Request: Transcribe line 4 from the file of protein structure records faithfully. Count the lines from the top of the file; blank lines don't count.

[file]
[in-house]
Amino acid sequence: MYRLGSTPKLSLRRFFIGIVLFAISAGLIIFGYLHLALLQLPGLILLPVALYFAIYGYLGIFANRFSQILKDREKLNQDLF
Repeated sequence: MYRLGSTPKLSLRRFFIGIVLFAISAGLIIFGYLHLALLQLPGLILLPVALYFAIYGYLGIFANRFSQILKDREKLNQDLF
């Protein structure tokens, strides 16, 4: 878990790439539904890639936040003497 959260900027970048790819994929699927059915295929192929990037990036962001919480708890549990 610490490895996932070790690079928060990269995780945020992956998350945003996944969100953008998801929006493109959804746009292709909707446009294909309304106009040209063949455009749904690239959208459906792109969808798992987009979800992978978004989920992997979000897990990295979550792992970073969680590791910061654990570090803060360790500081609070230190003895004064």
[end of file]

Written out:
């Protein structure tokens, strides 16, 4: 878990790439539904890639936040003497 959260900027970048790819994929699927059915295929192929990037990036962001919480708890549990 610490490895996932070790690079928060990269995780945020992956998350945003996944969100953008998801929006493109959804746009292709909707446009294909309304106009040209063949455009749904690239959208459906792109969808798992987009979800992978978004989920992997979000897990990295979550792992970073969680590791910061654990570090803060360790500081609070230190003895004064």